ARLINGTON, Va. (CNS) — At a national gathering marking the 100th anniversary of the National Council of Catholic Women, Washington Cardinal Wilton D. Gregory thanked the women for their years of dedication to the Catholic Church.
In his homily at the Aug. 26 Mass during the group’s national conference, Cardinal Gregory pointed out that just as St. Timothy was led in his faith by Lois and Eunice, his grandmother and mother, so many in the church today “are lucky we have you.”
The conference, at the Crystal Gateway Marriott in Arlington, Virginia, drew hundreds of women representing affiliates around the nation.
Concelebrants of the Mass included Bishop William A. Wack of the Diocese of Pensacola-Tallahassee, Florida, the episcopal liaison between the NCCW and the U.S. Conference of Catholic Bishops; Bishop Joseph G. Hanefeldt of Grand Island, Nebraska; and more than two dozen priests.
Linking the women’s activities to a passage of St. Paul’s letter to Timothy, Cardinal Gregory explained: “Paul tells his young colleague that his own faith is a heritage that he received from his grandmother, Lois, and his mother, Eunice. The gifts that Timothy brought to his ministry in Ephesus, he found in the women from his own life whose gift of faith had inspired him.”
“We priests and bishops would also have to acknowledge the debt of gratitude for the gifts of faith that we have found in our own lives through the extraordinary witness of mothers, sisters, grandmothers and you our colleagues in the National Council of Catholic Women. Your devotion to the mission of Christ inspires us to be more faithful, loving, and devoted to the service of the church,” he said.
The Aug. 25-28 conference also featured an address on the topic “Women Persevere in Faith,” by Gloria Purvis, who hosts a podcast through America Media. Other conference speakers included Bishop Wack and Ana Lisa Piñon, director of Faith Formation and Evangelization for the Diocese of Arlington.
Cardinal Gregory’s homily acknowledged the human tendency to want to forsake the Christian faith in light of the many recent scandals, both in the church and in the nation. “Are these not our own challenges today — to remain faithful to the mission and teachings of Jesus Christ in spite of crushing upheavals?” he asked.
The liturgy’s prayers of the faithful included petitions for victims in recent weeks of floods and wildfires in the United States, the earthquake in Haiti, the crumbling of Afghanistan’s government and the news that morning of two terrorist bombing attacks near the Kabul airport.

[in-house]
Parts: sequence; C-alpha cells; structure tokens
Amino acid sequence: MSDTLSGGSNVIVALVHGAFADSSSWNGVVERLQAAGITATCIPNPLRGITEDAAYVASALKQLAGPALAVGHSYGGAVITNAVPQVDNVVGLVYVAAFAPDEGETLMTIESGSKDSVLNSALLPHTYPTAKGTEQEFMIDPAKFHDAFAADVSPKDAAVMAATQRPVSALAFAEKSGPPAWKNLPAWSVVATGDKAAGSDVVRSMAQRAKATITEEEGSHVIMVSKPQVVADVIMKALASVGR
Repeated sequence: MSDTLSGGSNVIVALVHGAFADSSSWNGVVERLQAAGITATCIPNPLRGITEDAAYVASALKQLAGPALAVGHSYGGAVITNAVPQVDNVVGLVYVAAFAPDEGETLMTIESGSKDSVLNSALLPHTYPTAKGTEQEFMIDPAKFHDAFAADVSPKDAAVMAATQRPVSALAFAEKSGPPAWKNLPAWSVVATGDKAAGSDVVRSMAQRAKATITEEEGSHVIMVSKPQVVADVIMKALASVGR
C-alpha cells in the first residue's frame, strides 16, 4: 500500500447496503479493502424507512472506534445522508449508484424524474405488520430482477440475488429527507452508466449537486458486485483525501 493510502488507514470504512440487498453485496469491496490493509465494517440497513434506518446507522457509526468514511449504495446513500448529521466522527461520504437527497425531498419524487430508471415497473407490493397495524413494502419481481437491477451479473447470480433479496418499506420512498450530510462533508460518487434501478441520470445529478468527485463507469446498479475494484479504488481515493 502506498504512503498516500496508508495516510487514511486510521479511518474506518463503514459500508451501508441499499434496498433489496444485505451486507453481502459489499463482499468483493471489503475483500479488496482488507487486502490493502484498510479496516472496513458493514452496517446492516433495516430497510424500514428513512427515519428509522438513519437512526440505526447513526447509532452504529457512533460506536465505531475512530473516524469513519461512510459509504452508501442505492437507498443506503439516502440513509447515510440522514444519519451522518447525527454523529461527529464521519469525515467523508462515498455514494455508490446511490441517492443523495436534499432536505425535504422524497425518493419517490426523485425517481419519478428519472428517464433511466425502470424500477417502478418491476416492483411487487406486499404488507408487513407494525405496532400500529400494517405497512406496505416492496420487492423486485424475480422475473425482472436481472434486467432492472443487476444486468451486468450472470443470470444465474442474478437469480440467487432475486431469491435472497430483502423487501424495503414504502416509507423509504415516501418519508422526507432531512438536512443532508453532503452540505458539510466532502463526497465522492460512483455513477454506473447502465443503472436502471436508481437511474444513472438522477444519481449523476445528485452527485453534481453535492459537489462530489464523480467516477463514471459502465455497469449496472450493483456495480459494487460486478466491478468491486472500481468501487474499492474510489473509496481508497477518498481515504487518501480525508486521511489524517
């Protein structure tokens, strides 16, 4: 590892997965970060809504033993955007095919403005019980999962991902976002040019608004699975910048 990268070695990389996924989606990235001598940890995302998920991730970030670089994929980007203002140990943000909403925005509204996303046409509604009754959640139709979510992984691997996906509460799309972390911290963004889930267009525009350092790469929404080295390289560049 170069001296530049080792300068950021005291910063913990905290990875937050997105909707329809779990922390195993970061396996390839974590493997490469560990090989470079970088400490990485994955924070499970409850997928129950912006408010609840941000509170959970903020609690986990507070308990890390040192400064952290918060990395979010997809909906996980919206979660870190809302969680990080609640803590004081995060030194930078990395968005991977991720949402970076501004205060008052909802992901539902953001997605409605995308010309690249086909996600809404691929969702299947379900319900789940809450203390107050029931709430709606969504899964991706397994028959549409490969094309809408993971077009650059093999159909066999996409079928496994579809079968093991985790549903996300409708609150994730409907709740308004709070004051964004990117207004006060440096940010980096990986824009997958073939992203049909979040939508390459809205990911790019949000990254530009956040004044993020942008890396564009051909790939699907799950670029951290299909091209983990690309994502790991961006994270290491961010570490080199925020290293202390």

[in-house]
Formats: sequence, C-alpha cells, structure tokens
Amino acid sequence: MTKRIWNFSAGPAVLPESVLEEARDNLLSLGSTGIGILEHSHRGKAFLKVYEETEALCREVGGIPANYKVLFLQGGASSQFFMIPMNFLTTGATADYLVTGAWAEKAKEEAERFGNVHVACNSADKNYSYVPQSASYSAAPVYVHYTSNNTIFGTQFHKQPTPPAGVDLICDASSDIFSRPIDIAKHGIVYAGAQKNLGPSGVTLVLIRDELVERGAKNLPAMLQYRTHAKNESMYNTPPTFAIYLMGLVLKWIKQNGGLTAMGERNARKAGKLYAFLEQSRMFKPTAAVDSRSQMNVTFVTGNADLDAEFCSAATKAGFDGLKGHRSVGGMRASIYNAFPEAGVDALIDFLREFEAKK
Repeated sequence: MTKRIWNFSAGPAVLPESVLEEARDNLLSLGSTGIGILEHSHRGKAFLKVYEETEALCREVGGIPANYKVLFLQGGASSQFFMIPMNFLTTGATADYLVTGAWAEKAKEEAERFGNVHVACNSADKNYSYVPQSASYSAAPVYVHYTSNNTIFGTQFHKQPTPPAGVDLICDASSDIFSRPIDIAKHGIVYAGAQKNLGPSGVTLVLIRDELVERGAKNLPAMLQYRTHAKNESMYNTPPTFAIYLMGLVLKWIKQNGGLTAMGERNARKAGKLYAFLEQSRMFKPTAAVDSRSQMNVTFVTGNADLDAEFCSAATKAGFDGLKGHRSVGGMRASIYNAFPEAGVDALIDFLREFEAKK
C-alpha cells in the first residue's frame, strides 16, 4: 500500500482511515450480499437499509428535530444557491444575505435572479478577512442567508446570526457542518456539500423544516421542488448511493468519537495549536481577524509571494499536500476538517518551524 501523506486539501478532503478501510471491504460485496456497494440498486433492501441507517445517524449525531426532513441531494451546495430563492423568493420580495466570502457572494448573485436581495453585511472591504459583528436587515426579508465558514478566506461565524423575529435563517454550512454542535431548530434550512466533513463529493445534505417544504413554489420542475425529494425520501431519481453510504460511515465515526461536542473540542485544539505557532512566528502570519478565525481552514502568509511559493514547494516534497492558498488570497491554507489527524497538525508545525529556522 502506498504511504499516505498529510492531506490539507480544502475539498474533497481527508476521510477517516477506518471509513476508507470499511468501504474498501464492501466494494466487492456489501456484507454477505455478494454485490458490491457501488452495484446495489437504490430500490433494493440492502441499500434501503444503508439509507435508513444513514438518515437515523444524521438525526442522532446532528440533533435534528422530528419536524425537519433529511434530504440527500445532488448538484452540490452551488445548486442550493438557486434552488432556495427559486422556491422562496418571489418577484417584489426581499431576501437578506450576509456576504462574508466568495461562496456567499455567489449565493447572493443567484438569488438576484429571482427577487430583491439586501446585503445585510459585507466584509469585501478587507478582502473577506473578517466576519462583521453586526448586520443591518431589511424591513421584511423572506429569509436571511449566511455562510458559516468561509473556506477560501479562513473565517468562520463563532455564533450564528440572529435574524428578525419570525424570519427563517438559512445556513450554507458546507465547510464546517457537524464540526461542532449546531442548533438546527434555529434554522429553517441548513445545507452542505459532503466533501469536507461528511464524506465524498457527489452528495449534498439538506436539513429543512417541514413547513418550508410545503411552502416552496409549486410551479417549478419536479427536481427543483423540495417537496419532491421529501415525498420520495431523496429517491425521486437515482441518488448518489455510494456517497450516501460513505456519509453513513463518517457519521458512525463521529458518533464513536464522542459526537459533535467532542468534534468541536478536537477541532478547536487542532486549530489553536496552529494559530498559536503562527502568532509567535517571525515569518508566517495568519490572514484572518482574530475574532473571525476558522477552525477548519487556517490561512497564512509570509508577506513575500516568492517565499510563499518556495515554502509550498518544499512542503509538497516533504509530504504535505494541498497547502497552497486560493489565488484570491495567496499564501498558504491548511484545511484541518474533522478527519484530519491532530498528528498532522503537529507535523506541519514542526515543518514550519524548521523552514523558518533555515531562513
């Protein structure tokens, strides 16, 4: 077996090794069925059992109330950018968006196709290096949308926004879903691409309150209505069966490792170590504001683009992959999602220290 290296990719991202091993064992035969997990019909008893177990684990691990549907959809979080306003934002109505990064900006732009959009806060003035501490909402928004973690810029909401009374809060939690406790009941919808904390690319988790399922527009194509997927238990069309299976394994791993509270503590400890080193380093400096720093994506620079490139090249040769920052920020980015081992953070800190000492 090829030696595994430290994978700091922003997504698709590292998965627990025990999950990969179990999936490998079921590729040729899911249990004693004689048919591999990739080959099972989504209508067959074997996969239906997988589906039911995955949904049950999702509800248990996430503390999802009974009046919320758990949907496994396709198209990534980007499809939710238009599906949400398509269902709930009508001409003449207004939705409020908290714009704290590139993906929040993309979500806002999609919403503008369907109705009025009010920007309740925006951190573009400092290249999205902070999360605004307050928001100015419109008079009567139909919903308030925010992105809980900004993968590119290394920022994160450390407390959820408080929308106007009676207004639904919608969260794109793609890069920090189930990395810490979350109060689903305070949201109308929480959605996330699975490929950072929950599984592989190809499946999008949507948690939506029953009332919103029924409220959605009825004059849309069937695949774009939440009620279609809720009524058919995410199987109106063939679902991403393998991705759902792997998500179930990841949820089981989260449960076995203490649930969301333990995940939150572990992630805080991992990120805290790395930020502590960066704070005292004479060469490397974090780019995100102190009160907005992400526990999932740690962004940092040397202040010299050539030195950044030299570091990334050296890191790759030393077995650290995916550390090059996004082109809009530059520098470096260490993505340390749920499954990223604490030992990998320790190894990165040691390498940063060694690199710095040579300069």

The cardinal recognized these situations, noting, “we have seen such devastation and loss of life that most everyone has been horrified if not scandalized by the sight. Yet out of our astonishment, we have begun to respond as the people of faith that we are called to be. We are currently preparing to welcome people as new neighbors and as members of our own communities in many situations.
He praised the delegates and all Catholic women who, throughout the history of the church in the United States, “have been at the heart and soul of our efforts. You have, as on so many other occasions, rallied the church to undertake the works of charity and service.”
“In Chicago, Belleville, Atlanta and now here in Archdiocese of Washington where I have been blessed to serve as bishop, I have always found the membership of the NCCW to be among the first and most generous servants of the mission of Christ,” the cardinal said.
“We would be hopelessly diminished without the presence of the National Council of Catholic Women in the countless works of charity and the spiritual treasures that you so generously provide for the church,” he added.
According to the group’s website, the NCCW consists of thousands of Catholic women and affiliated Catholic women’s organizations in parishes and dioceses throughout the United States.
It was founded in 1920 by the U.S. Catholic bishops and offers it members spirituality, leadership and service opportunities, programs and resources.
The group created the Water for Life Fund to support the work of Catholic Relief Services, and it has worked with groups and U.S. women religious to end human trafficking. During the Jubilee Year of Mercy between December 2015 and November 2016, NCCW members performed more than 2 million spiritual and corporal works of mercy.